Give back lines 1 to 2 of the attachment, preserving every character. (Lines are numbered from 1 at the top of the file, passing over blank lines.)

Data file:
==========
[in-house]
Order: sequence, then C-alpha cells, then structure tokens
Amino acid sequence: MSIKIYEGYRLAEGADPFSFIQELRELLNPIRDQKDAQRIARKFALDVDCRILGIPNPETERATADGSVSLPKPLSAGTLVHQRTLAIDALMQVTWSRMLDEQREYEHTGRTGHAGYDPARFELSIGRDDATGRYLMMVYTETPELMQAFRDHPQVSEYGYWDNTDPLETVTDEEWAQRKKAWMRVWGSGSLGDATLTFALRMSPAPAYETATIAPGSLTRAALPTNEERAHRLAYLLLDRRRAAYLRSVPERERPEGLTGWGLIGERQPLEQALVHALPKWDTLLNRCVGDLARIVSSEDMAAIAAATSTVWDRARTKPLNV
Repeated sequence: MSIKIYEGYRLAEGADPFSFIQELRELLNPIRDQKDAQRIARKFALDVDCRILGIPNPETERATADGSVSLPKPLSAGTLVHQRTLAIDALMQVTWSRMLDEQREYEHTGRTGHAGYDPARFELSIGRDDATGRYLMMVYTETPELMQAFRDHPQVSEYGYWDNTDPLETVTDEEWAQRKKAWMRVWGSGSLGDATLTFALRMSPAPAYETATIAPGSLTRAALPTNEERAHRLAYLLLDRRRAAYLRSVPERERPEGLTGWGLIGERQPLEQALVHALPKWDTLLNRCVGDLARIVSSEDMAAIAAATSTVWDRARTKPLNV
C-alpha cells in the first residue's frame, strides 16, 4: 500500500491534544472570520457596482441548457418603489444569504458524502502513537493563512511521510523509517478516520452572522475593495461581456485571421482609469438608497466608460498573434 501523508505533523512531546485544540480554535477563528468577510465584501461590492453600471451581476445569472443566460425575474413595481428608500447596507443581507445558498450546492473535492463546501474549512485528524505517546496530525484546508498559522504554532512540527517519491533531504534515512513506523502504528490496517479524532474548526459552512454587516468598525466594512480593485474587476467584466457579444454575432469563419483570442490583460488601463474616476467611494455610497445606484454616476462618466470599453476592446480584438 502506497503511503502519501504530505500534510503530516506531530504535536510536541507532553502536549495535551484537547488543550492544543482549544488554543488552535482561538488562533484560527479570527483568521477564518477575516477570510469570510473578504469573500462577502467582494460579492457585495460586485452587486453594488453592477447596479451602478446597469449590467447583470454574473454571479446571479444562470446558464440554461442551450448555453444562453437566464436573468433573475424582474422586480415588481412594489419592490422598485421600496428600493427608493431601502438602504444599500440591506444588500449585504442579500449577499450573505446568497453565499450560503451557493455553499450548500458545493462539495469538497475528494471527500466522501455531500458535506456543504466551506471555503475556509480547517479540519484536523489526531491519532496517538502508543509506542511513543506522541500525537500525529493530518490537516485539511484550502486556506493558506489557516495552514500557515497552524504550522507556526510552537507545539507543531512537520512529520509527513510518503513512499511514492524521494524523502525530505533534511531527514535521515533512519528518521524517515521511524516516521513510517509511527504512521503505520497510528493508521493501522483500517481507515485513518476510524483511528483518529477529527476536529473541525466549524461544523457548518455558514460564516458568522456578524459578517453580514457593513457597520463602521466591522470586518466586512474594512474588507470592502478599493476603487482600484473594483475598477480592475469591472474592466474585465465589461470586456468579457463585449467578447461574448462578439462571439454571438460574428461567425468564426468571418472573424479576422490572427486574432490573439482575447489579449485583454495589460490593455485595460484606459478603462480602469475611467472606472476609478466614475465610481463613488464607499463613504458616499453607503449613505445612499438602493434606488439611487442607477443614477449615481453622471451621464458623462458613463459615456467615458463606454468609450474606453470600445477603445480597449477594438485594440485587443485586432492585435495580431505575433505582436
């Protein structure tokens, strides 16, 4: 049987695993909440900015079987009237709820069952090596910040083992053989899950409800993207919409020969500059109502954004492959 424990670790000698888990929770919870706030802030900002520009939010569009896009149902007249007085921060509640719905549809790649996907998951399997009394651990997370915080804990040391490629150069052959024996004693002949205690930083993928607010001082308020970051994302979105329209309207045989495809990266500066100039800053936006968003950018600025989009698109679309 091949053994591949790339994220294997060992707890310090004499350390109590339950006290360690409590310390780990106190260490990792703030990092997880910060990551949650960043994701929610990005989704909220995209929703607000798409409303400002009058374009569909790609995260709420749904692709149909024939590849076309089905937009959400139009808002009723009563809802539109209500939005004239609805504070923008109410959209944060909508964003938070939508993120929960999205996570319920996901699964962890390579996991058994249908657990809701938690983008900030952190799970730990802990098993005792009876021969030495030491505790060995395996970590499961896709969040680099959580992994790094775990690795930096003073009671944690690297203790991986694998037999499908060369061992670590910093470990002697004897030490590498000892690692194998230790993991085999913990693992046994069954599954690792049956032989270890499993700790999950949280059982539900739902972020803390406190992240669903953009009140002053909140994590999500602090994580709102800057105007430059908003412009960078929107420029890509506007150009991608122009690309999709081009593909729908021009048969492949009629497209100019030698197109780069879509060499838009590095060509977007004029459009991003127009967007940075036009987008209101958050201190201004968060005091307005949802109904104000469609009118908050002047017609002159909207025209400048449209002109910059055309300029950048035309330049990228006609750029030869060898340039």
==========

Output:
[in-house]
Order: sequence, then C-alpha cells, then structure tokens